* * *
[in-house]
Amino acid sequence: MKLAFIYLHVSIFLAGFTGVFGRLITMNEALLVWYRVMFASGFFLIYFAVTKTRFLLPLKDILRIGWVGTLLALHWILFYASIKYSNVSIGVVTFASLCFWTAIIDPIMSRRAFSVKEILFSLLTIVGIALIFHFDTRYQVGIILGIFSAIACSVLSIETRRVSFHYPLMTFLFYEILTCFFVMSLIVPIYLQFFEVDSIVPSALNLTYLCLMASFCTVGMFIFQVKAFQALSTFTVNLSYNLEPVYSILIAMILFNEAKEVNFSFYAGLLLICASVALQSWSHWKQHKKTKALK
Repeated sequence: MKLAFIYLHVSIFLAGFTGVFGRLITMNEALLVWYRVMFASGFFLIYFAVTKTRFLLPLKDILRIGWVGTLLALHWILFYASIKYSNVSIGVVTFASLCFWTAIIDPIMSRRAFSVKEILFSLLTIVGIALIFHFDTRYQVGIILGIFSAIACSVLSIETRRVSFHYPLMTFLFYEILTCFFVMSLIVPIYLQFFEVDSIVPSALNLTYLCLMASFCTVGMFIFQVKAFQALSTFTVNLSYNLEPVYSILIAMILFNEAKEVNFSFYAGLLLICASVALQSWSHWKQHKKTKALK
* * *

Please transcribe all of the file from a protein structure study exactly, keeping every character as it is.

[in-house]
Amino acid sequence: MKLAFIYLHVSIFLAGFTGVFGRLITMNEALLVWYRVMFASGFFLIYFAVTKTRFLLPLKDILRIGWVGTLLALHWILFYASIKYSNVSIGVVTFASLCFWTAIIDPIMSRRAFSVKEILFSLLTIVGIALIFHFDTRYQVGIILGIFSAIACSVLSIETRRVSFHYPLMTFLFYEILTCFFVMSLIVPIYLQFFEVDSIVPSALNLTYLCLMASFCTVGMFIFQVKAFQALSTFTVNLSYNLEPVYSILIAMILFNEAKEVNFSFYAGLLLICASVALQSWSHWKQHKKTKALK
Repeated sequence: MKLAFIYLHVSIFLAGFTGVFGRLITMNEALLVWYRVMFASGFFLIYFAVTKTRFLLPLKDILRIGWVGTLLALHWILFYASIKYSNVSIGVVTFASLCFWTAIIDPIMSRRAFSVKEILFSLLTIVGIALIFHFDTRYQVGIILGIFSAIACSVLSIETRRVSFHYPLMTFLFYEILTCFFVMSLIVPIYLQFFEVDSIVPSALNLTYLCLMASFCTVGMFIFQVKAFQALSTFTVNLSYNLEPVYSILIAMILFNEAKEVNFSFYAGLLLICASVALQSWSHWKQHKKTKALK